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Incontinence and bladder training

Featuring content from MediResource Inc.

If you suffer from urinary incontinence then you may have heard of bladder training as a non-surgical and non-medication option for treating urinary incontinence. But you have questions: What is bladder training and will it work for me? Do I need to consult my doctor before trying bladder training?

What is bladder training and will it work for me?

Bladder training is a technique that involves learning to delay urination after you get the urge to go. The goal is to gradually lengthen the time in between urinations over a period of several weeks or more until you are urinating only once every 3 to 4 hours. It is a particularly useful exercise if you suffer from urge incontinence.

Your doctor will be able to tell you if bladder training will be useful for you, whether practiced by itself or in combination with other therapies, which will depend on what type of urinary incontinence you have.

The process of delaying urination may be uncomfortable and you will have to learn how to relax and distract yourself when the urge hits. However, the benefits of bladder training can be worth all your efforts. Bladder training can improve your control over the urge to urinate, lengthen the amount of time between bathroom trips, and increase the amount of urine your bladder can hold.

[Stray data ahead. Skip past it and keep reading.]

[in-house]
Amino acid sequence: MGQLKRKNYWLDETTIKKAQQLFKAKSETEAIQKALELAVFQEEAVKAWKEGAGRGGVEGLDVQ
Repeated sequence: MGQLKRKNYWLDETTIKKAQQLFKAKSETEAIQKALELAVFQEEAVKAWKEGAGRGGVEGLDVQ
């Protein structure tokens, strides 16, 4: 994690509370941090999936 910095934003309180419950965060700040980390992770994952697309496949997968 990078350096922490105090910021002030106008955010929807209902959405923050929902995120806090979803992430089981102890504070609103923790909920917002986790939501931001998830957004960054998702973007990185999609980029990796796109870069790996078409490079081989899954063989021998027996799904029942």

Do I need to consult my doctor before trying bladder training?

You can try bladder training before consulting with your doctor. Unlike urinary incontinence medications, there are no known side effects associated with bladder training. However, it is a good idea to see your doctor, who will be able to provide support, give more information, and set up a simple urination schedule for you to follow and monitor your progress. Additionally, you may suffer from a type of urinary incontinence that bladder training might not be that effective in treating. Your doctor will be able to identify your situation.

Keeping track of when you urinate each day, how much volume you urinate, how much liquid you have consumed, and when or how many accidents you have had each day is the best way to make sure you are progressing with your bladder training. Print out the Voiding Diary and fill it out each day.

Remember to start small with bladder training. For example, try to hold off your urge to urinate 10 minutes each time the first week and move up to 20 minutes the next week until you have obtained your goal. Bring your voiding diary with you to your next doctor visit and they will help you know if you are on track.

When suffering from urinary incontinence, either while you are waiting to see your doctor or waiting for your therapy to work, using absorbent products can help bring a level of comfort and control from accidental leakage. You can also try doing some pelvic floor exercises to help strengthen your pelvic floor muscles.

All material copyright MediResource Inc. 1996 – 2020. Terms and conditions of use. The contents herein are for informational purposes only. Always seek the advice of your physician or other qualified health provider with any questions you may have regarding a medical condition. Source: www.medbroadcast.com/healthfeature/gethealthfeature/Incontinence-and-Bladder-Training